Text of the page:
8. Cut a piece of chip board that measures ½ inch larger than the thickness of your signatures.
  9. Lay the chip board pieces out so the spine piece is in the middle.
  10. Cut two pieces of Tyvek or other material ½ inch shorter and ½ inch wider than the spine piece.
  11. Glue the Tyvek to the spine piece and the front and back pieces of the cover.
  12. Flip the cover over and repeat steps 10 and 11. Allow to dry completely.
  13. Choose which side you want as the fabric cover.
  14. Cut a piece of fabric about one inch larger than the chip board pieces.
  15. Cover the front of the chip board pieces with fabric glue and smooth it with a plastic card.
  16. Lay the fabric on the glue, leaving ½ inch overhang on all sides.
  17. Use a plastic card or brayer to smooth the fabric down and bond it with the chip board.
  18. Flip the cover over to the inside.
  19. Cut a triangle from each corner of the fabric, leaving an eighth inch gap between the chip board and the cut.Corner cut 1
  20. Run a bead of fabric glue along the left and right sides of the chip board.
  21. Fold the fabric in and smooth it down so it bonds with the chip board.
  22. Cut a small triangle from the fabric where the gap is between the spine piece and the cover pieces. You will cut four triangles in total, leaving a small tab at the top and bottom of the spine.Cut slits in cover fabric
  23. Glue the small tabs at the top and bottom to the chip board.
  24. Cut a piece of fabric or paper the height of the spine and 1-inch wider.
  25. Glue the fabric or paper to the spine. Allow ½ inch of the fabric or paper to overlap the front and back cover.
  26. Run a bead of fabric glue along the bottom edge of the inside cover.
  27. Fold the fabric up and slightly overlap the fabric at the corners to create a crisp, sharp fold.Folded Corner
  28. Run a bead of fabric glue along the top edge of the cover.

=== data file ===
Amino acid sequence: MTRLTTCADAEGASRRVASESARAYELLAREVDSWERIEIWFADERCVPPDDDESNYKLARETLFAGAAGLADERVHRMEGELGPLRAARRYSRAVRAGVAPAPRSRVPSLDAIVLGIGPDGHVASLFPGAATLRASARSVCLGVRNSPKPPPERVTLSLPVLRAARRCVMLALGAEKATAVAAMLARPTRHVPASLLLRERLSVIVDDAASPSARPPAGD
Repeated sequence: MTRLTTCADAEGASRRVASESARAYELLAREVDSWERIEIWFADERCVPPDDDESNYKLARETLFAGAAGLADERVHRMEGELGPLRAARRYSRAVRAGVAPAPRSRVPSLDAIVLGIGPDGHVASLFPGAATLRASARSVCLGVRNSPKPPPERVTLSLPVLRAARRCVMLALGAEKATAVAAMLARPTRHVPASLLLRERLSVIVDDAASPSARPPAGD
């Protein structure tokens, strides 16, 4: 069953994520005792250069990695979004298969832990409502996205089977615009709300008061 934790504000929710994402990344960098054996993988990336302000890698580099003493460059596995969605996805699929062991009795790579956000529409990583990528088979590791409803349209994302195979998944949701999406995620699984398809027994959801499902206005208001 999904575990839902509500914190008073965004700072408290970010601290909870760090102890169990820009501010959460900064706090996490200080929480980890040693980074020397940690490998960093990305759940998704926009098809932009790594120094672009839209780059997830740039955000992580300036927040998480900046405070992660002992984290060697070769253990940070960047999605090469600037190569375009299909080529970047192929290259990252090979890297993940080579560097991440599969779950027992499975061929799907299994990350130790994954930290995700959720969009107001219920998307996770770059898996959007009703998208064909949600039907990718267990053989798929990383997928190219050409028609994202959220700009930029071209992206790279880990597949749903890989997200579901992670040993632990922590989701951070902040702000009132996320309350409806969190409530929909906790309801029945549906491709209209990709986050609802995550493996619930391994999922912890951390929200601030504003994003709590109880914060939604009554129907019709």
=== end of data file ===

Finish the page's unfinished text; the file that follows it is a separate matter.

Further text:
29. Fold the fabric down and slightly overlap the fabric at the corners to create a crisp, sharp fold.
  30. Cover the inside right side of the cover with PVA or school glue and smooth with a plastic card.
  31. Place a piece of coordinating paper on the glue and position it to expose one eighth inch of the fabric along the edges, making sure that it overlaps the spine paper or fabric slightly.1/8 inch gap between cover and inside papers
  32. Cover the inside left side of the cover with PVA or school glue and smooth with a plastic card.
  33. Place the other piece of coordinating paper on the glue and position it to expose one eighth inch of the fabric along the edges, making sure that it overlaps the spine paper or fabric slightly.
  34. Stand the hard cover of the junk journal on one end and allow to dry completely.

Once the hard cover for the junk journal is completely dry, you can sew in the signatures. You can decorate the cover with lace or other embellishments as you desire. The process may seem long but it really isn’t. The hardest part is always making sure you don’t cut the corners of the fabric too short or you will have chipboard exposed. I generally leave about an eighth of an inch of fabric between the chip board and where I cut the fabric just to make sure the chip board is covered. If I find that there is too much fabric at the corners, I snip a little at a time until I get the desired results.

I hope this inspires you to create a hard cover for a junk journal. If you have any questions, feel free to post them in the comments so I can answer them.


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How to Make a Hard Cover for a Junk Journal